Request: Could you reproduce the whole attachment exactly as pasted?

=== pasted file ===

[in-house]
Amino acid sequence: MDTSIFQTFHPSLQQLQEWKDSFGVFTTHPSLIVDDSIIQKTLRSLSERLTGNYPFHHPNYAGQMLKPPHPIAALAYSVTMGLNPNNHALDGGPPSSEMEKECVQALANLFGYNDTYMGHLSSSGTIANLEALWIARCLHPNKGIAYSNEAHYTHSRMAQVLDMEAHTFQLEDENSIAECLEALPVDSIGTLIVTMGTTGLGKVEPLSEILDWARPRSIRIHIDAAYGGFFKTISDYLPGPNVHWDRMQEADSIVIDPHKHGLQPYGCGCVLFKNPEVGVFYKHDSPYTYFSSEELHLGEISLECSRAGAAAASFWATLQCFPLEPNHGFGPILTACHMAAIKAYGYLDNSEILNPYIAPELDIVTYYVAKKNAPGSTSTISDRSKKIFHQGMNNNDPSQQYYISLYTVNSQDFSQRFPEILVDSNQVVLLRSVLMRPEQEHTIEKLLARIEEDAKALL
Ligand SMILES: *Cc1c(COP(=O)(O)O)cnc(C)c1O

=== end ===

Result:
[in-house]
Amino acid sequence: MDTSIFQTFHPSLQQLQEWKDSFGVFTTHPSLIVDDSIIQKTLRSLSERLTGNYPFHHPNYAGQMLKPPHPIAALAYSVTMGLNPNNHALDGGPPSSEMEKECVQALANLFGYNDTYMGHLSSSGTIANLEALWIARCLHPNKGIAYSNEAHYTHSRMAQVLDMEAHTFQLEDENSIAECLEALPVDSIGTLIVTMGTTGLGKVEPLSEILDWARPRSIRIHIDAAYGGFFKTISDYLPGPNVHWDRMQEADSIVIDPHKHGLQPYGCGCVLFKNPEVGVFYKHDSPYTYFSSEELHLGEISLECSRAGAAAASFWATLQCFPLEPNHGFGPILTACHMAAIKAYGYLDNSEILNPYIAPELDIVTYYVAKKNAPGSTSTISDRSKKIFHQGMNNNDPSQQYYISLYTVNSQDFSQRFPEILVDSNQVVLLRSVLMRPEQEHTIEKLLARIEEDAKALL
Ligand SMILES: *Cc1c(COP(=O)(O)O)cnc(C)c1O